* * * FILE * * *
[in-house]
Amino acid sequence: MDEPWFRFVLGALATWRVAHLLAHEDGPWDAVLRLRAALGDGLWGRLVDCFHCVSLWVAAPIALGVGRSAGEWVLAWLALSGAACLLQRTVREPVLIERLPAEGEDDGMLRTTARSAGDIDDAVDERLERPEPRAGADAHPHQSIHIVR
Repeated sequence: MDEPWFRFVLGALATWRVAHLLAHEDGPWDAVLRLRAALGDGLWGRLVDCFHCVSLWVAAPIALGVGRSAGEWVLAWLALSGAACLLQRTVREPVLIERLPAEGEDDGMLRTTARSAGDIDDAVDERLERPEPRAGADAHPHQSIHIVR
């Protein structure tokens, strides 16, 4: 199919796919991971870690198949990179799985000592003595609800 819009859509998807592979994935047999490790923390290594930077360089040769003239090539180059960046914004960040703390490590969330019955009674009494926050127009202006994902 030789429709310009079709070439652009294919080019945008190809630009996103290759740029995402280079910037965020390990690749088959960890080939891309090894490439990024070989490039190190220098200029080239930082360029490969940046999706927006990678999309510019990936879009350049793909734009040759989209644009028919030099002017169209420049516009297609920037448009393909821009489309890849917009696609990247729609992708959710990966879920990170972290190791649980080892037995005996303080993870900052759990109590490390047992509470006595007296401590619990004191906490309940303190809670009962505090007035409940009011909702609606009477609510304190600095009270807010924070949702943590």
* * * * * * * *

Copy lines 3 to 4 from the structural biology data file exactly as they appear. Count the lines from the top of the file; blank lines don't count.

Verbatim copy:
Repeated sequence: MDEPWFRFVLGALATWRVAHLLAHEDGPWDAVLRLRAALGDGLWGRLVDCFHCVSLWVAAPIALGVGRSAGEWVLAWLALSGAACLLQRTVREPVLIERLPAEGEDDGMLRTTARSAGDIDDAVDERLERPEPRAGADAHPHQSIHIVR
């Protein structure tokens, strides 16, 4: 199919796919991971870690198949990179799985000592003595609800 819009859509998807592979994935047999490790923390290594930077360089040769003239090539180059960046914004960040703390490590969330019955009674009494926050127009202006994902 030789429709310009079709070439652009294919080019945008190809630009996103290759740029995402280079910037965020390990690749088959960890080939891309090894490439990024070989490039190190220098200029080239930082360029490969940046999706927006990678999309510019990936879009350049793909734009040759989209644009028919030099002017169209420049516009297609920037448009393909821009489309890849917009696609990247729609992708959710990966879920990170972290190791649980080892037995005996303080993870900052759990109590490390047992509470006595007296401590619990004191906490309940303190809670009962505090007035409940009011909702609606009477609510304190600095009270807010924070949702943590």